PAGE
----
Remarkably, there was near consensus between the two focus groups on what essential rights Americans ought to have. These included well-established constitutional rights—such as voting rights, the right to bear arms, freedom of speech, freedom of religion, and the right to a fair trial—but also extended to liberties such as the right to basic healthcare, quality K-12 education, and clean air and water. In metro-Detroit, it was also agreed that citizens also should have a right to privacy in this digital age. On the whole, there was widespread agreement over the necessity of these rights to a basic standard of life in America. The key difference, however, lay in how Phoenix and Detroit participants conceptualized the government’s role in securing these rights and liberties. The more liberal Phoenix group sought greater government intervention, while unsurprisingly, metro-Detroit voters believed that the government provides a legal framework but it hinges on individuals, businesses, and local institutions to enforce better standards. As an example, participants in Phoenix expressed that the federal government should be responsible for securing clean air and water and regulating business in this regard, participants in Detroit contended that “individuals have the responsibility to make sure that their environment is clean,” while “government has the duty to punish those [who pollute]...to make sure that we’re all doing our job to preserve the environment.” When asked who ought to be responsible for ensuring access to opportunity and addressing problems such as poverty, participants in Phoenix overwhelmingly referenced the federal government, while participants in Detroit emphasized the role of the individual. “It’s my responsibility to take care of myself,” one Detroit participant said. “Even if you were [born into] the worst situation, if you have a desire and a need to change, you can have incredible opportunity in this country.” However, both groups recognized that at a base level, they have a civic responsibility as voters to decide and change the state of governance.

Nearly all participants in both places believed their essential rights were being threatened. They converged on the erosion of rights to healthcare, education, and a clean climate, but diverged on others such as the freedom of religion, the right to bear arms, and bodily autonomy. “Everything is just being chiseled away,” a participant in Phoenix said, describing budget cuts to local public schools and the rising costs of healthcare. That sentiment was echoed in metro-Detroit, where participants said that public education and access to care for the uninsured were in peril. At many points in conversation, the conflict between freedom and equality became stark. In speaking about his ability to practice religion freely in the face of antidiscrimination laws, a participant said, “if I didn’t want to sell somebody something, because I didn’t want to live that lifestyle or I didn’t believe or condoning that lifestyle, I should have that right.” The tension between individual expression in a collective life was aptly captured by a participant in Phoenix, who said that American freedom means “nobody’s going to tell you what to do...but this can get in the way of what unites us.” In Phoenix, threats to bodily autonomy were more salient—this particular right encompassed access to abortion, but also extended to gender identity and the freedom of being recognized and accepted for one’s claimed identity. Ultimately, though there was disagreement over the sources of threats to rights, there was shared concern and anxiety over the security of rights in general. In both groups, there was even a sense in which the Constitution is no longer capable of ensuring all necessary rights in a contemporary context. As one participant in Phoenix articulated, “when the Constitution was written back in 1776, we had horses, we didn’t have television, we didn’t have mass media…[many parts of it] are now obsolete. [It was meant to] address the issues of its day.”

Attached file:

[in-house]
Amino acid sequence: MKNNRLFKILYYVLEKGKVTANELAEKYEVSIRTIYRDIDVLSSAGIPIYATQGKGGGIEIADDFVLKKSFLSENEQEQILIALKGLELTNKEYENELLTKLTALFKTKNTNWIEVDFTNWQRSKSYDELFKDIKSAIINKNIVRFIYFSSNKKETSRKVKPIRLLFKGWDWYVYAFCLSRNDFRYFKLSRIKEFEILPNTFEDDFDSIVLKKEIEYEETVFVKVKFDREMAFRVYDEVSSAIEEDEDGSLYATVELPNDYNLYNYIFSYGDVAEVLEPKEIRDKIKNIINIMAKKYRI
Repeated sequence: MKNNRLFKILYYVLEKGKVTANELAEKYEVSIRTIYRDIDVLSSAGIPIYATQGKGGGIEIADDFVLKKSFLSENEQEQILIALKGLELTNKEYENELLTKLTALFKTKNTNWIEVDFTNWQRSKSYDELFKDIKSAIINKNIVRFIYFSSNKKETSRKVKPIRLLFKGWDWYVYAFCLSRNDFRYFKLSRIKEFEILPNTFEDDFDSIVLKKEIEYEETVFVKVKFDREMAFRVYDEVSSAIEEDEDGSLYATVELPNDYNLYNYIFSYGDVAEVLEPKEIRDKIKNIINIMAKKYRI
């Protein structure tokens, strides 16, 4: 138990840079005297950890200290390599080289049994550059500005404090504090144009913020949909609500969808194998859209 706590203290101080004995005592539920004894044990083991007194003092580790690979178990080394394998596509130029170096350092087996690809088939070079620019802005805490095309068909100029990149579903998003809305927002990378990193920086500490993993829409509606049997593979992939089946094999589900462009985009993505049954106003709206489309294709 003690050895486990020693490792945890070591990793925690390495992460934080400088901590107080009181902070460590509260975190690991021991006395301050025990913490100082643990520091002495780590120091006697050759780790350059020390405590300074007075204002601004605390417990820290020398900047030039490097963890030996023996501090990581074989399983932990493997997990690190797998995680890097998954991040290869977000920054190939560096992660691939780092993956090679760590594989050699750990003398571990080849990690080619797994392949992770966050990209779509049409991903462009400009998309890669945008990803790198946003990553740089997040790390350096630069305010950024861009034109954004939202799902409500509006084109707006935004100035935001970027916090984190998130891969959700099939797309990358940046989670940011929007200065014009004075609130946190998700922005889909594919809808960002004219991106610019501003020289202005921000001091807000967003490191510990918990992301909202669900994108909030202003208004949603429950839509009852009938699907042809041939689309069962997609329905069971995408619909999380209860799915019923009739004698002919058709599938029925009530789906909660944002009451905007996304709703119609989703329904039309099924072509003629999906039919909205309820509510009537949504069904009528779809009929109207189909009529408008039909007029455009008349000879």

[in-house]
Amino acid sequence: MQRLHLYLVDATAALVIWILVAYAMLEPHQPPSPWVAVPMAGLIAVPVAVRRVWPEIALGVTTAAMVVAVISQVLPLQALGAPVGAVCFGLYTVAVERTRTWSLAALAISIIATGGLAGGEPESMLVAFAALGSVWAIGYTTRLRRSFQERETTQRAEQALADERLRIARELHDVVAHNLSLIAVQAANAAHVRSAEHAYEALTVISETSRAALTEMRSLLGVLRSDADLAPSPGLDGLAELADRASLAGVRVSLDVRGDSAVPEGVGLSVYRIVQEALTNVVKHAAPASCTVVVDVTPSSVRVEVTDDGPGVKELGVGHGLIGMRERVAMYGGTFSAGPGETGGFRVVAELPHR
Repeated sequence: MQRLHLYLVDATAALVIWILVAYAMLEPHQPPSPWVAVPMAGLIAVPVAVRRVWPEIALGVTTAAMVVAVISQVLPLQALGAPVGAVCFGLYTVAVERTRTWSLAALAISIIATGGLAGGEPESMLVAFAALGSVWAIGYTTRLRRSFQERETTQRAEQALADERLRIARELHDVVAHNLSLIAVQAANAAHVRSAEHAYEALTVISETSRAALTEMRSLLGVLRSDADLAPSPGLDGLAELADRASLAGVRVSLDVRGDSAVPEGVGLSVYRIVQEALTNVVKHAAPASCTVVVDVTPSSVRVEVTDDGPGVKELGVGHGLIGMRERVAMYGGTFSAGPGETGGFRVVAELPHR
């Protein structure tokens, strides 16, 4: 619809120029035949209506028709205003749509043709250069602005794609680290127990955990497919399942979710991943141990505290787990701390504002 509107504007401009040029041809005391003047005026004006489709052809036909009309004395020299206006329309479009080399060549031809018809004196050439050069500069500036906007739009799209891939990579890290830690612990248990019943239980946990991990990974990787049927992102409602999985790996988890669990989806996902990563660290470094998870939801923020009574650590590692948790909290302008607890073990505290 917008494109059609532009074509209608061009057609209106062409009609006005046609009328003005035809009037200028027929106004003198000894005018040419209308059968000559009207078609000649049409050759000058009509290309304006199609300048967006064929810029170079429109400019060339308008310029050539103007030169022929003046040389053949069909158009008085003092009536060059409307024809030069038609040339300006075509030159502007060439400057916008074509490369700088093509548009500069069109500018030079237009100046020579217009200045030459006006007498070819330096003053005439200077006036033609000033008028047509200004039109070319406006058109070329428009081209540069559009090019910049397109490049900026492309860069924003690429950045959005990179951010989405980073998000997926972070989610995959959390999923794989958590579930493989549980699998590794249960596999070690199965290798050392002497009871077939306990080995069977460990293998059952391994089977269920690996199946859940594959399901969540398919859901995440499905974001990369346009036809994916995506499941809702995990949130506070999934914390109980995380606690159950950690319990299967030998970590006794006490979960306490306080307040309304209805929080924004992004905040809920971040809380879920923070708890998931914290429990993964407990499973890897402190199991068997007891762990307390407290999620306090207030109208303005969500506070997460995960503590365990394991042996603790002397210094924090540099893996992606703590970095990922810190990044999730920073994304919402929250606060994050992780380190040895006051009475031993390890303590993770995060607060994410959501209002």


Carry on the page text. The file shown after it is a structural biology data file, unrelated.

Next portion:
Moving forward, the Renewing Rights and Responsibilities Project will conduct a third focus group on April 15 as a virtual session with participants in Atlanta, Georgia. The insights from public opinion will inform the end product of the project, which will be a set of policy recommendations on strengthening the state of civil and human rights in America for the next presidential administration.